Already, I have a problem with this research. You cannot simply group straight people into “homophobic” and “non-homophobic”. Straight people are born and raised in a culture steeped in homophobia and heteronormativity. The best they could do is split the groups into “overt homophobic” and “not as obviously homophobic.”

*sigh* Moving on.

Then they showed the men a series of porn videos (straight, lesbian, and gay male) and measured their penile responses.

Can we play “Spot the Ableism” here? I know plenty of disabled people who do not/can not use their genitals as their primary sexual organs. Reducing sexuality to one measure of physical response is ableist and incredibly narrow. I understand that scientific studies have to be narrow at times, but so far I’m not impressed. I’d like to see research that reflects the diversity and full experiences of queer people. I acknowledge the fact that this study has been taken and misused by people who like to think homophobia is caused by secrety gays, but it would be nice for there to be more research to point to that describes and measures queer sexual responses using more than just a penis.

We could also play a game of “Spot the Misogyny” here. As far as I know there has not been a similar study done to test women for latent homosexuality in relation to homophobia. I’m thinking this is due to sexist and cissexist notions of how “difficult” it would be to test women’s sexual responses, therefore women are ignored altogether in this research (even though it is just as difficult to test men’s sexual responses because erection does not equal DTF!!).

This study also only used men with penises and ignored the possibility that any of the people in the group might possibly be trans. Who’s to say none of those men were trans women still in the closet? So, “Spot the Cissexism” is also relevant.

Next, the research is muddied by the question of separating out sexual responses from disgust responses (which can have similar physical signs). In 2006 a study was published which indicates that rather than homophobic men experiencing sexual attraction, they are actually experiencing an aversion or disgust response (akin to other phobias) to gay porn which was mistakenly attributed to sexual attraction. It appears that a single physical response to gay porn does not a gay make.

Given the small sample size of both studies and the many problems I mentioned above, I think it’s safe to say that this research is far from definitive.

Monday Movie Review: Seeking a Friend 

Seeking a Friend For the End of the World is one of those movies that sticks with you. This indie movie by Lorene Scafaria defies categorization as it blends romantic comedy with apocalypse. The lead character is Dodge, played with surprising tenderness by Steve Carell, a quiet insurance salesman whose wife just left him, and the time is one month before an asteroid is expected to make impact. 

I’ve watched a fair number of apocalyptic movies, most often where the disaster is averted by the heroic actions of a few VIPs. This is not one of them. Seeking tries to answer the question, what if humanity couldn’t stop the big one? What if the heroic actions failed and doom was coming anyway.

The takeaway seems to be that humans would respond variously. Riots and looting, infidelity and a loss of social mores, and increased casual drug use are shown, but also some who doggedly live as if it’s any other day – a cop still writing tickets, an elderly couple hosting a yard sale. Survivalists stockpiling arms and food are introduced. Everyone scrambles for someone to hold onto.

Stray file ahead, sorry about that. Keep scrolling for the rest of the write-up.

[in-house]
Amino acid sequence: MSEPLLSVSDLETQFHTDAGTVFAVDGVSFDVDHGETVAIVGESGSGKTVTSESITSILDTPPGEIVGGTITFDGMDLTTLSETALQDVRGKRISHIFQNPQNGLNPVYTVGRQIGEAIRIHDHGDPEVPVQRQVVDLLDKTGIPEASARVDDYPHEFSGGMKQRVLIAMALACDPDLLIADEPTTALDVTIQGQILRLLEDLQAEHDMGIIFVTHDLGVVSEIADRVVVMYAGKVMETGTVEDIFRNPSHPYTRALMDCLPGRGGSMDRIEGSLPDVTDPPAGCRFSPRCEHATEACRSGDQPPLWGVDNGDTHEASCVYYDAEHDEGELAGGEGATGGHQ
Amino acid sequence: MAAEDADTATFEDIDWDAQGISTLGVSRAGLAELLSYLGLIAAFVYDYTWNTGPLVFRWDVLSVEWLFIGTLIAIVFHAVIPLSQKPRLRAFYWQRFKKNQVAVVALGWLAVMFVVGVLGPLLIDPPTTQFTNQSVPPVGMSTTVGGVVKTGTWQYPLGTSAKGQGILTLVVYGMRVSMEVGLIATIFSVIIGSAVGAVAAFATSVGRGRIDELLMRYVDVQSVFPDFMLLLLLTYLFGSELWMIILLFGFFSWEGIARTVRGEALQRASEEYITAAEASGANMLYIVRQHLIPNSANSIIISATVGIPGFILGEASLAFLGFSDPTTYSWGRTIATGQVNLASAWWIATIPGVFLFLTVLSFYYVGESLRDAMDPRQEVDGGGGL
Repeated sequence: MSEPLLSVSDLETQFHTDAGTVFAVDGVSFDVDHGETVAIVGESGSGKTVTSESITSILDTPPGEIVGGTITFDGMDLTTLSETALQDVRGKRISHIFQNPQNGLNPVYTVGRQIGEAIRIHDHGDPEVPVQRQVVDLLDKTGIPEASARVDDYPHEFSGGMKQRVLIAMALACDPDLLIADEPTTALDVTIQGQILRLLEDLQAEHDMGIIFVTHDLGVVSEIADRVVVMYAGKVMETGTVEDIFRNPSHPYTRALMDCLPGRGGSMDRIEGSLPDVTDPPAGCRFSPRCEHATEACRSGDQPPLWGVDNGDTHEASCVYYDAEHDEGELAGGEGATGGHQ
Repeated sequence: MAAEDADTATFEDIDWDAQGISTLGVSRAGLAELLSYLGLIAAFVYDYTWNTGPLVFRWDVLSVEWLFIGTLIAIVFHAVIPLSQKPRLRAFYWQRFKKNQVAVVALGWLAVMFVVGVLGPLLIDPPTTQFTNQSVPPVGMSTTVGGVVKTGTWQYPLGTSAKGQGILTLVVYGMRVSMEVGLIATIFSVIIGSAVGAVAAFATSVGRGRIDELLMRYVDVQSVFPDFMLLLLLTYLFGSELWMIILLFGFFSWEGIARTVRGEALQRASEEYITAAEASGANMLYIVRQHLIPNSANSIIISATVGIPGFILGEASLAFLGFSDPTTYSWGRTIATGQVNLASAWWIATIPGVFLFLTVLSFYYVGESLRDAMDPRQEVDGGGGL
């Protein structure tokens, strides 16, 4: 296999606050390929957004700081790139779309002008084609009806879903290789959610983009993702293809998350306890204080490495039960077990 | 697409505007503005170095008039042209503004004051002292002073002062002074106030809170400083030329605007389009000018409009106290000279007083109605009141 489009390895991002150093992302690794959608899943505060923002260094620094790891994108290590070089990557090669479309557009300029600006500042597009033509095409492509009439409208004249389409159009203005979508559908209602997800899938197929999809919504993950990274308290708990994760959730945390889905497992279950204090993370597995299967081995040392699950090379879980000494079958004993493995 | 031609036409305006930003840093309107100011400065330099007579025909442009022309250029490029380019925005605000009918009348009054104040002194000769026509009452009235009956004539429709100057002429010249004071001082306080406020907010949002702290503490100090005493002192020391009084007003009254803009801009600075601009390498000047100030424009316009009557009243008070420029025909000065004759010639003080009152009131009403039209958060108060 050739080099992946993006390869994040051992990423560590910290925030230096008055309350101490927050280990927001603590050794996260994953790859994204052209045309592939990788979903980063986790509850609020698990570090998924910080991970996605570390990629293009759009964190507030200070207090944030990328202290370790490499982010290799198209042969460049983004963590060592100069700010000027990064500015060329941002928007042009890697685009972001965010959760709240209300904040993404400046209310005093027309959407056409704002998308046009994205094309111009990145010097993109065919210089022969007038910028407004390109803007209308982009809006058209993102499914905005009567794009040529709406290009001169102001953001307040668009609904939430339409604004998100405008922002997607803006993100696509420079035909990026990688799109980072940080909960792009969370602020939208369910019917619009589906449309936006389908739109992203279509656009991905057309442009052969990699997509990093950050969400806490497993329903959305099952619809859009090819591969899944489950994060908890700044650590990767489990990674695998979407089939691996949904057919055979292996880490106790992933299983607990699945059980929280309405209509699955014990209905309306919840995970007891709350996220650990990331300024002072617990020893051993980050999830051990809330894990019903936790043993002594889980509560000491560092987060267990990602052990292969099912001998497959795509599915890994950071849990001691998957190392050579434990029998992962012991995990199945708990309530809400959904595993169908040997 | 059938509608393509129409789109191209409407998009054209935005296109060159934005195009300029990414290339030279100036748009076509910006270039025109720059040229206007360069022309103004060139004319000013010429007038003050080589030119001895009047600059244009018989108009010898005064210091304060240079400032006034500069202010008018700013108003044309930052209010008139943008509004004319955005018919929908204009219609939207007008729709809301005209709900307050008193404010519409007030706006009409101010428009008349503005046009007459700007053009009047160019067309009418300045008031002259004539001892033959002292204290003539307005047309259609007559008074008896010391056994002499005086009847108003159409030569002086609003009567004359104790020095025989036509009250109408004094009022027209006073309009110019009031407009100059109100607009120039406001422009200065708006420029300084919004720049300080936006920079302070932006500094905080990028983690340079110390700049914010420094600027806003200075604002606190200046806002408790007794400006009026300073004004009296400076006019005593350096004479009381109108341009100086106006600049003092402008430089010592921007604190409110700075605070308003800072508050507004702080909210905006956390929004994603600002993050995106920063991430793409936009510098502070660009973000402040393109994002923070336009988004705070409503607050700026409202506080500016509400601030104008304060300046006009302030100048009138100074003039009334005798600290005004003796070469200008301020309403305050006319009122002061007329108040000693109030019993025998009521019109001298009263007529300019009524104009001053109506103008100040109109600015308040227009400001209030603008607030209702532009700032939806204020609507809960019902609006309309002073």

Dodge’s flighty neighbor Penny, played by indie goddess Keira Knightly, gives him a letter from his high school sweetheart that was misdelivered to her, months ago. Fleeing the violence of the city, the two head out on a road trip to find Dodge’s first love, and to find Penny some way back home to England to be with her family when the time comes.  

I watched this weeks ago and can’t get it out of my head.  It’s not an easy or light hearted movie, although there are genuine laughs on the way. Suicide is explored twice in the movie, with mixed results. There is also love and beauty, and a scene where dozens of people wed on a beach. It shows humanity in crisis, which is when we are our worst and our best. 

This movie is probably not appropriate for children or younger teens, with strong language, gun violence, sexual situations and drug use, plus the nightmare fuel of a concept: unavoidable meteor. For adults I’d caution against watching it while depressed. But for adults not going through a depressive episode, it’s a pretty amazing picture. It’s been a month and I can’t stop recalling lines, scenes, and moments. It’s exceptional writing and Carell and Knightly are absolutely up to the task. 

Men and Dogs 2/2

​I wish I could say the average man was as well behaved as the average dog, but that would be a lie.

When a dog proves itself unsafe by attacking a child or adult, there are serious consequences up to euthanasia. When men are convicted of sexual assault, judges make sure the consequences will be too minor to have any impact.
I believe the ratio of good:bad dogs is a lot higher than the ratio of good:bad men.
Consider how much this culture loves dogs. Now understand that’s miniscule when compared to this culture’s love of men, defense of men, excuse making for men. Understand that when I sought healing from male inflicted wounds, my fear was treated as a personal problem rather than a reasoned response to an unsafe gender.
A lesbian child sex abuse survivor was pressured into nearly twenty years of dating men. Who I was already afraid of, but had been scolded and chastised into “giving a chance” (and another and another and another). If anything, I feel like I came out as gay as an act of self defense. And it worked. My therapist stopped telling me to trust men, and I stopped seeing her.